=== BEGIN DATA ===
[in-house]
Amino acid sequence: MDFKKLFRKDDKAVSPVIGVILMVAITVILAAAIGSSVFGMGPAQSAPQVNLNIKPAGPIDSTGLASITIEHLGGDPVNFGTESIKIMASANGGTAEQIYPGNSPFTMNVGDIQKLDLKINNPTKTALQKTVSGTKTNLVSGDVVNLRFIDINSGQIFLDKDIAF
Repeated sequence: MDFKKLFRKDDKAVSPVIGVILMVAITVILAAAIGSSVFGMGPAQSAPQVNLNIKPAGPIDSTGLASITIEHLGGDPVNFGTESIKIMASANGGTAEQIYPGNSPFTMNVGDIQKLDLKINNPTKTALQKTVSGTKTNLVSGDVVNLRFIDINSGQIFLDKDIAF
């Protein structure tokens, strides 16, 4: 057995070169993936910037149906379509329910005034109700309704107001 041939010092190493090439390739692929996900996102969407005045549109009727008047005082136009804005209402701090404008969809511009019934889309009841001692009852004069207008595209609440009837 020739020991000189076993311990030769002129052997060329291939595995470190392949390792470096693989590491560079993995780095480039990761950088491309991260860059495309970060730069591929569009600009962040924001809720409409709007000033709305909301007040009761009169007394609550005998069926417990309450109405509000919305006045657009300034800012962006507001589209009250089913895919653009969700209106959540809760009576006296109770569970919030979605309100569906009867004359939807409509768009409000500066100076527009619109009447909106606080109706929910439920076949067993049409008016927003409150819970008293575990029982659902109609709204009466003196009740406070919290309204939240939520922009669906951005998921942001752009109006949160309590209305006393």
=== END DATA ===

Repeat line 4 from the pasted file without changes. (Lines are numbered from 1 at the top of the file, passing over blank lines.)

């Protein structure tokens, strides 16, 4: 057995070169993936910037149906379509329910005034109700309704107001 041939010092190493090439390739692929996900996102969407005045549109009727008047005082136009804005209402701090404008969809511009019934889309009841001692009852004069207008595209609440009837 020739020991000189076993311990030769002129052997060329291939595995470190392949390792470096693989590491560079993995780095480039990761950088491309991260860059495309970060730069591929569009600009962040924001809720409409709007000033709305909301007040009761009169007394609550005998069926417990309450109405509000919305006045657009300034800012962006507001589209009250089913895919653009969700209106959540809760009576006296109770569970919030979605309100569906009867004359939807409509768009409000500066100076527009619109009447909106606080109706929910439920076949067993049409008016927003409150819970008293575990029982659902109609709204009466003196009740406070919290309204939240939520922009669906951005998921942001752009109006949160309590209305006393």